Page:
Additional symptoms may include:

  • Pale skin
  • Lethargy
  • Abdominal pain
  • Fever
  • Drooling
  • Diarrhea
  • Headaches
  • Increased sensitivity to light

Diagnosis and Tests

The alternating pattern of vomiting followed by symptom-free periods is what distinguishes Cyclic Vomiting Syndrome from other gastrointestinal disorders.

There are no tests to diagnose CVS so doctors must rely on family medical history, physical examination, and observable patterns of symptoms to make a proper diagnosis.  To identify these patterns – or cycles – of symptoms can take a long time.  Certain medical tests can be used to exclude the possibility of other conditions that might bring about cyclic vomiting symptoms.

In cases where a doctor suspects that a child is affected by cyclic vomiting syndrome, he may ask questions such as the following:

  • Did the child experience two or more continuous episodes of nausea and vomiting lasting for days within a 6-month timeframe?
  • Were these episodes similar each time?
  • Were the episodes separated by weeks or months of normal health?
  • Can the symptoms possibly be attributed to any other disorder that causes vomiting?

Cyclic Vomiting Syndrome can be diagnosed in adults if they have experienced three or more vomiting episodes within the past twelve months with periods of no vomiting or nausea in between these episodes.

Treatment and Prevention

Medicine can be prescribed to prevent episodes of CVS or reduce their frequency, but the type of treatment depends on the phase.  Migraine medicines have been proven to help with the treatment of CVS.

Individuals suffering from CVS should get enough rest and avoid triggers of the disorder.  During Phase 2 (the Prodromal phase), an oncoming episode can be stopped: Ondansetron (Zofran) or lorazepam (Ativan) for nausea and/or ibuprofen (Advil) for pain.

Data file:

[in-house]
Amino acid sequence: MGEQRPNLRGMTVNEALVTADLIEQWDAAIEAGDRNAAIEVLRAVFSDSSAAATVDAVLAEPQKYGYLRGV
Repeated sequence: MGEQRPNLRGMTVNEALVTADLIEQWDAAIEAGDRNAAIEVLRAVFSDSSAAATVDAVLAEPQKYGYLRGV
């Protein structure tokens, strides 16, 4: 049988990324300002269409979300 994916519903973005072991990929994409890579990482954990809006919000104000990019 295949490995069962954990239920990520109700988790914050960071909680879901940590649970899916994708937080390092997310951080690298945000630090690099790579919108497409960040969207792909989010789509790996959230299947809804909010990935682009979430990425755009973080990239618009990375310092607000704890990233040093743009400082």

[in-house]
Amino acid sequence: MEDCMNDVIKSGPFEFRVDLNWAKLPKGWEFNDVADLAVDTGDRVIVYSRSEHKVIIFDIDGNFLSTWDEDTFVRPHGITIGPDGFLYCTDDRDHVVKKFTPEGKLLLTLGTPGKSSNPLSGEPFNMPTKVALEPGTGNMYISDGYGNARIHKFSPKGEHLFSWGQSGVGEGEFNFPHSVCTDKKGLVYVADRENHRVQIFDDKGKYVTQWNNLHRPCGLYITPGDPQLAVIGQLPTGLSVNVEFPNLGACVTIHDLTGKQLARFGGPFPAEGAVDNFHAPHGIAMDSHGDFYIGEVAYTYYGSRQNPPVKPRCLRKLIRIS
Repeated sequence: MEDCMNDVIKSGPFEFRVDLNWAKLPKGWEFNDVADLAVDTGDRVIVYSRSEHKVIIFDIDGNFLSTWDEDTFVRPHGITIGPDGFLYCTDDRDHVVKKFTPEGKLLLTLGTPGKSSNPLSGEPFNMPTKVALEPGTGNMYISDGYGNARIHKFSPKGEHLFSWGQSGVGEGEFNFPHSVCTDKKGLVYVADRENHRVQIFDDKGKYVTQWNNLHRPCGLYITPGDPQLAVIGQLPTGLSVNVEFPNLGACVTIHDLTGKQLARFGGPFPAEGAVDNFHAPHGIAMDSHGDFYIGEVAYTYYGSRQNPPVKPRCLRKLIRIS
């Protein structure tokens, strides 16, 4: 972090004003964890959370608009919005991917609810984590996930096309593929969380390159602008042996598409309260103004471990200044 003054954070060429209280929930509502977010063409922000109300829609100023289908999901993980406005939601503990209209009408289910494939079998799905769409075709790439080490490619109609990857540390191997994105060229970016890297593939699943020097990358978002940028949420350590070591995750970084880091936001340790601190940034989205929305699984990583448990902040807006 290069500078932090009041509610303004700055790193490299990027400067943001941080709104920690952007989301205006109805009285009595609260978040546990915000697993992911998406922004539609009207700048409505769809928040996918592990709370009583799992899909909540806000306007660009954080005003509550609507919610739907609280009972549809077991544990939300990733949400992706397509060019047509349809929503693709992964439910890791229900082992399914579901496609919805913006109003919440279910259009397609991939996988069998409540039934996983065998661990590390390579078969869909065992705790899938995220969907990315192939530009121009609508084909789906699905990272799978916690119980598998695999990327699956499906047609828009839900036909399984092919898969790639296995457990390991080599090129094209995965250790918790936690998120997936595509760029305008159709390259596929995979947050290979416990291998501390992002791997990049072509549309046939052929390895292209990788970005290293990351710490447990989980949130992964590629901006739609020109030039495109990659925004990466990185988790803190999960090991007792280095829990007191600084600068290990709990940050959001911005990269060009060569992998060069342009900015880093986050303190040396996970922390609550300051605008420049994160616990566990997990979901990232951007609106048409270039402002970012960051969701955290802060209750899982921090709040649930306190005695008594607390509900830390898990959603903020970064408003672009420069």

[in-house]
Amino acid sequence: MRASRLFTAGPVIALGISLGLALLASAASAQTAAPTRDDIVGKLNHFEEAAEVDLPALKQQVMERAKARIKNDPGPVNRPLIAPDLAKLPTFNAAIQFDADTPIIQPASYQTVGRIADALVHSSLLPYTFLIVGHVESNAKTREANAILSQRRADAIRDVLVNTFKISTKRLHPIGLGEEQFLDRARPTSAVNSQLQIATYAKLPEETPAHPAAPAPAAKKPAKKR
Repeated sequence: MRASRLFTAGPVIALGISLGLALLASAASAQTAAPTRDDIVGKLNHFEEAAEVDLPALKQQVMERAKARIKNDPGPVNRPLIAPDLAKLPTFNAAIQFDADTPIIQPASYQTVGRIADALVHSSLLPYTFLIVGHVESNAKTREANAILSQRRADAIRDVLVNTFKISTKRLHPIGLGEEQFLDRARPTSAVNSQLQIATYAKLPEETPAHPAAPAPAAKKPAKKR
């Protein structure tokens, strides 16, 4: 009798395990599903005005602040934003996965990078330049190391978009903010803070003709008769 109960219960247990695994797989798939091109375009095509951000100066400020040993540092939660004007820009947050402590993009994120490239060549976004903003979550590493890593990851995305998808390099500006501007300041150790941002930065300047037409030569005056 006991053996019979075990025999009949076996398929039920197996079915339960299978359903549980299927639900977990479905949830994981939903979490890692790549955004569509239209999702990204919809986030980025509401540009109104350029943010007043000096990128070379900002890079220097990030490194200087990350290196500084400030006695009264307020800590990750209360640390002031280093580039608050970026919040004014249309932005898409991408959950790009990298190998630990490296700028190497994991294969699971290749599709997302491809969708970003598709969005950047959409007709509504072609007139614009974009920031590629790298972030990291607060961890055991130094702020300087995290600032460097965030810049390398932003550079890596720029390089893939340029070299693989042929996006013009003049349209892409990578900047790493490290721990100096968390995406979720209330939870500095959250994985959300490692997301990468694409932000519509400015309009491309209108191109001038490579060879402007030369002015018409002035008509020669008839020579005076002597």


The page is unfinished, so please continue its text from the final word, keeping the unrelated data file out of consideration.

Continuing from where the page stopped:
During Phase 3 (the Vomiting phase) it is important that the individual stay in bed in a dark and quiet environment.  Severe nausea and vomiting might cause dehydration and therefore intravenous fluids should be given if the individual is hospitalized.  Sedatives can also be prescribed if the nausea continues.

Treatment during Phase 4 (the Recovery phase) includes drinking a lot of water and replacing electrolytes that have been lost.  Care should be taken not to immediately start eating once appetite returns to normal: begin by drinking liquids and then slowly introduce more solid food.  Migraine medication such as propranolol (Inderal), cyproheptadine (Periactin), and amitriptyline (Elavil) can be used during this phase to prevent further symptoms.

During Phase 1 (the Interval or symptom-free phase) it is important to reduce and remove all known triggers of CVS.  If stress or excitement are known to bring on episodes, it is important to look at ways to reduce stress by making use of behavioral therapy.

Complications

Complications that may arise from cyclic vomiting syndrome include: